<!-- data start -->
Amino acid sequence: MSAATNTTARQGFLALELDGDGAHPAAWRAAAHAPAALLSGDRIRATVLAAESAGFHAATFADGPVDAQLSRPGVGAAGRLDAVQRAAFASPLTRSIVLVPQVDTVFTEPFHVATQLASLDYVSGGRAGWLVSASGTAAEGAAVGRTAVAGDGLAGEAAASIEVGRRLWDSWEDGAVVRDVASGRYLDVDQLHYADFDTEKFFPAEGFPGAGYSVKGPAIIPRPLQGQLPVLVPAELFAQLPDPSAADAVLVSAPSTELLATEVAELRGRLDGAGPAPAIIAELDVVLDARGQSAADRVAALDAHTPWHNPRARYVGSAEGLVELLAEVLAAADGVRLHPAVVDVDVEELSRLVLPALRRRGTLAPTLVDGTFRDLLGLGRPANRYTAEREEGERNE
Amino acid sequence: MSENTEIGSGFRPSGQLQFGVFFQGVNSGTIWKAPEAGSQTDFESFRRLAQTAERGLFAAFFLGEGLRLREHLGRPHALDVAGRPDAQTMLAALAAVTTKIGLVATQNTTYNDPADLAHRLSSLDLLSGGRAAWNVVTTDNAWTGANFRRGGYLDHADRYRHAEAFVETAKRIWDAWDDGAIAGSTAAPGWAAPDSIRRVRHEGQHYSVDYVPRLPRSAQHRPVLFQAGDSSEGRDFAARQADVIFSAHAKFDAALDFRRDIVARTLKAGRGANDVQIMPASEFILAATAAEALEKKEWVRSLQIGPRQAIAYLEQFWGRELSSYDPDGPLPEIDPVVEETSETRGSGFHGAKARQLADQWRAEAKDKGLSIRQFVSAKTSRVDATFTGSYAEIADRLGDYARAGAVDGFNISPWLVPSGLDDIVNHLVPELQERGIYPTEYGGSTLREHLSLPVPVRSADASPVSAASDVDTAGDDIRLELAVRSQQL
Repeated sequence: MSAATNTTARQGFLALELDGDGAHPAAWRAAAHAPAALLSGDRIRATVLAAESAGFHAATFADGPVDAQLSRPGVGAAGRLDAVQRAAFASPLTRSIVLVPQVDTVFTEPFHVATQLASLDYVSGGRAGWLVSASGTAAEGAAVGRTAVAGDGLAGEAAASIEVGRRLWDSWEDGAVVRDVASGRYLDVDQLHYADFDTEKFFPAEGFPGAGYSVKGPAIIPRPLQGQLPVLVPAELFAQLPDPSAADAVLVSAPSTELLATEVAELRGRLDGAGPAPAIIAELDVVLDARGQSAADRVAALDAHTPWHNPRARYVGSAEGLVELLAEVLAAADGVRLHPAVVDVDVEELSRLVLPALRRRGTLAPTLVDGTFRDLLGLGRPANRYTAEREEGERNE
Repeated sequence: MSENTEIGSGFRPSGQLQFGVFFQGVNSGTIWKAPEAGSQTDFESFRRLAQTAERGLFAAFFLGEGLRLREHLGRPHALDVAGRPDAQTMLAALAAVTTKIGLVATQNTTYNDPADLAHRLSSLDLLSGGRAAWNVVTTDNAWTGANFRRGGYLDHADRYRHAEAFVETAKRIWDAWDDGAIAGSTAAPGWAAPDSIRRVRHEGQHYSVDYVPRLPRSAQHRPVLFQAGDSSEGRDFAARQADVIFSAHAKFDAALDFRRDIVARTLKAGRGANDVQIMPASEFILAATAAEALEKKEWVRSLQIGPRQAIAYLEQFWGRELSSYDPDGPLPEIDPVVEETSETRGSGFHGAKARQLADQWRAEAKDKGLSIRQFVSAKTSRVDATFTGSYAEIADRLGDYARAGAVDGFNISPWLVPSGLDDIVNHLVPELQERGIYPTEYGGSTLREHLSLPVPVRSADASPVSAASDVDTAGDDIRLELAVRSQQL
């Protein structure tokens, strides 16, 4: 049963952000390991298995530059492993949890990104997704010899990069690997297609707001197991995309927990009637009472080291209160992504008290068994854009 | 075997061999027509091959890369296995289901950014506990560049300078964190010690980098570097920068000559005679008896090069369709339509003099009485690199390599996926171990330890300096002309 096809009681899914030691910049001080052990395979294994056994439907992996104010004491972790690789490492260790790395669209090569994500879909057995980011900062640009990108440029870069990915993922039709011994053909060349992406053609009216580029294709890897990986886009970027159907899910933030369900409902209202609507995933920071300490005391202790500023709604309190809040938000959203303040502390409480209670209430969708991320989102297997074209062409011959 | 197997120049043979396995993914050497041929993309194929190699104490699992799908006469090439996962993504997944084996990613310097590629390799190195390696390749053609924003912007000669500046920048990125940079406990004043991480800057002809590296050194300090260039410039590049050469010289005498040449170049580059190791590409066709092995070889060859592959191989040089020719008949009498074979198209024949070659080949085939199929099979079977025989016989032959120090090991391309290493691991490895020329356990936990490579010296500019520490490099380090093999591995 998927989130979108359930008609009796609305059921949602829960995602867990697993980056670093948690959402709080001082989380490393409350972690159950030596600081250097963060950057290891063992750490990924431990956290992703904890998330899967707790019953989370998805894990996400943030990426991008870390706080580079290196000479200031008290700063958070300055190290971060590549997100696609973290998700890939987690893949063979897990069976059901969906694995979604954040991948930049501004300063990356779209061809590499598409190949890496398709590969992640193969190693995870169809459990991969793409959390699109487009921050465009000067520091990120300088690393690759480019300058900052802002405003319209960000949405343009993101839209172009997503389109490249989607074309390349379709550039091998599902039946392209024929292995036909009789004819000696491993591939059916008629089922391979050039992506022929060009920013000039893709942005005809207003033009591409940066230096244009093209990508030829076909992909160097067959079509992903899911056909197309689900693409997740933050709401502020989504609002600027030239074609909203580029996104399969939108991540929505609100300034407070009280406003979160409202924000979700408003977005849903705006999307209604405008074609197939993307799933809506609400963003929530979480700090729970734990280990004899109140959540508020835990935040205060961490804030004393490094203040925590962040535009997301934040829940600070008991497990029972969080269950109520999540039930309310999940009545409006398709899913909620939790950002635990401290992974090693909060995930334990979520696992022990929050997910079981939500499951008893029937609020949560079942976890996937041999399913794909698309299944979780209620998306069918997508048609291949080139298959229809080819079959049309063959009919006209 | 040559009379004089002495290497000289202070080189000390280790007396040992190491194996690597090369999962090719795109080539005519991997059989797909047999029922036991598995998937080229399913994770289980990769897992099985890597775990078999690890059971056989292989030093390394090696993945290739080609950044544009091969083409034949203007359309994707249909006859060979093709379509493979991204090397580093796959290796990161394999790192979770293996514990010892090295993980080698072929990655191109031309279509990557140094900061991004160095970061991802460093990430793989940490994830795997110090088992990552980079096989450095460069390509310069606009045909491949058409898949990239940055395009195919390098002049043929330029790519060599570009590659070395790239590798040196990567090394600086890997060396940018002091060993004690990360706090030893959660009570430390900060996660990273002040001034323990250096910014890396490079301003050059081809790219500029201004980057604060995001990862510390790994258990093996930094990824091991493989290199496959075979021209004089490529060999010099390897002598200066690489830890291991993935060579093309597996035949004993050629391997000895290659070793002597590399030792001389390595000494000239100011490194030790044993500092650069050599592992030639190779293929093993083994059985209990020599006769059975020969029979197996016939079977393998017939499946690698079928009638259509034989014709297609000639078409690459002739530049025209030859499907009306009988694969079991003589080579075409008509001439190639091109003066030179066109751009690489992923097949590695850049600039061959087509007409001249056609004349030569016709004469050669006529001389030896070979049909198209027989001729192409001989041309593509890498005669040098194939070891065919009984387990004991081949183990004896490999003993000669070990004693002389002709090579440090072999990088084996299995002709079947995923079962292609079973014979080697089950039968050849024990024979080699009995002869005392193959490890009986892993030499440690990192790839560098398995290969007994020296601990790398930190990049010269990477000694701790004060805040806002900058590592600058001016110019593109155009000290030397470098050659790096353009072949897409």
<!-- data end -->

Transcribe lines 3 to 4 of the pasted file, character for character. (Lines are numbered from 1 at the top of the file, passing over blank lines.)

Repeated sequence: MSAATNTTARQGFLALELDGDGAHPAAWRAAAHAPAALLSGDRIRATVLAAESAGFHAATFADGPVDAQLSRPGVGAAGRLDAVQRAAFASPLTRSIVLVPQVDTVFTEPFHVATQLASLDYVSGGRAGWLVSASGTAAEGAAVGRTAVAGDGLAGEAAASIEVGRRLWDSWEDGAVVRDVASGRYLDVDQLHYADFDTEKFFPAEGFPGAGYSVKGPAIIPRPLQGQLPVLVPAELFAQLPDPSAADAVLVSAPSTELLATEVAELRGRLDGAGPAPAIIAELDVVLDARGQSAADRVAALDAHTPWHNPRARYVGSAEGLVELLAEVLAAADGVRLHPAVVDVDVEELSRLVLPALRRRGTLAPTLVDGTFRDLLGLGRPANRYTAEREEGERNE
Repeated sequence: MSENTEIGSGFRPSGQLQFGVFFQGVNSGTIWKAPEAGSQTDFESFRRLAQTAERGLFAAFFLGEGLRLREHLGRPHALDVAGRPDAQTMLAALAAVTTKIGLVATQNTTYNDPADLAHRLSSLDLLSGGRAAWNVVTTDNAWTGANFRRGGYLDHADRYRHAEAFVETAKRIWDAWDDGAIAGSTAAPGWAAPDSIRRVRHEGQHYSVDYVPRLPRSAQHRPVLFQAGDSSEGRDFAARQADVIFSAHAKFDAALDFRRDIVARTLKAGRGANDVQIMPASEFILAATAAEALEKKEWVRSLQIGPRQAIAYLEQFWGRELSSYDPDGPLPEIDPVVEETSETRGSGFHGAKARQLADQWRAEAKDKGLSIRQFVSAKTSRVDATFTGSYAEIADRLGDYARAGAVDGFNISPWLVPSGLDDIVNHLVPELQERGIYPTEYGGSTLREHLSLPVPVRSADASPVSAASDVDTAGDDIRLELAVRSQQL